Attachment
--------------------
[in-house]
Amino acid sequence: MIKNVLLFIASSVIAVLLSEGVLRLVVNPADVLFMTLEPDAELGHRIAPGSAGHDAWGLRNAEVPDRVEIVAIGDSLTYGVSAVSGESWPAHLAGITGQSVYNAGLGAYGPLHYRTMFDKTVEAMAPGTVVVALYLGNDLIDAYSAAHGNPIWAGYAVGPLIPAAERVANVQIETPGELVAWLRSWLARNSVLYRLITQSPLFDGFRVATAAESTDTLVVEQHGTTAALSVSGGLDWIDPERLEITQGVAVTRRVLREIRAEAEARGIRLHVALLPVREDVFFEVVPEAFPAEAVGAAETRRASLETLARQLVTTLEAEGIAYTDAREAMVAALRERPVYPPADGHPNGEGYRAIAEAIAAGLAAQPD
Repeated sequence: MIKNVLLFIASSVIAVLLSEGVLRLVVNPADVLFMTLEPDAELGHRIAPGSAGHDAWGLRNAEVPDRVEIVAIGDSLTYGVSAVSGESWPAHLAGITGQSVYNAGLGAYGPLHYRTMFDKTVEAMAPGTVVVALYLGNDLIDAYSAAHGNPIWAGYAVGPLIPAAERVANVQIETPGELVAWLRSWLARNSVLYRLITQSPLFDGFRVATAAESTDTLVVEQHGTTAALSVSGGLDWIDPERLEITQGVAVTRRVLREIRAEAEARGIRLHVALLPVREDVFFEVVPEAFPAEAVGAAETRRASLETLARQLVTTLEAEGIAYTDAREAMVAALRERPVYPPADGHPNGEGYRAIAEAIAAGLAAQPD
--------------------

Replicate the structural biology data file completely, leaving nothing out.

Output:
[in-house]
Amino acid sequence: MIKNVLLFIASSVIAVLLSEGVLRLVVNPADVLFMTLEPDAELGHRIAPGSAGHDAWGLRNAEVPDRVEIVAIGDSLTYGVSAVSGESWPAHLAGITGQSVYNAGLGAYGPLHYRTMFDKTVEAMAPGTVVVALYLGNDLIDAYSAAHGNPIWAGYAVGPLIPAAERVANVQIETPGELVAWLRSWLARNSVLYRLITQSPLFDGFRVATAAESTDTLVVEQHGTTAALSVSGGLDWIDPERLEITQGVAVTRRVLREIRAEAEARGIRLHVALLPVREDVFFEVVPEAFPAEAVGAAETRRASLETLARQLVTTLEAEGIAYTDAREAMVAALRERPVYPPADGHPNGEGYRAIAEAIAAGLAAQPD
Repeated sequence: MIKNVLLFIASSVIAVLLSEGVLRLVVNPADVLFMTLEPDAELGHRIAPGSAGHDAWGLRNAEVPDRVEIVAIGDSLTYGVSAVSGESWPAHLAGITGQSVYNAGLGAYGPLHYRTMFDKTVEAMAPGTVVVALYLGNDLIDAYSAAHGNPIWAGYAVGPLIPAAERVANVQIETPGELVAWLRSWLARNSVLYRLITQSPLFDGFRVATAAESTDTLVVEQHGTTAALSVSGGLDWIDPERLEITQGVAVTRRVLREIRAEAEARGIRLHVALLPVREDVFFEVVPEAFPAEAVGAAETRRASLETLARQLVTTLEAEGIAYTDAREAMVAALRERPVYPPADGHPNGEGYRAIAEAIAAGLAAQPD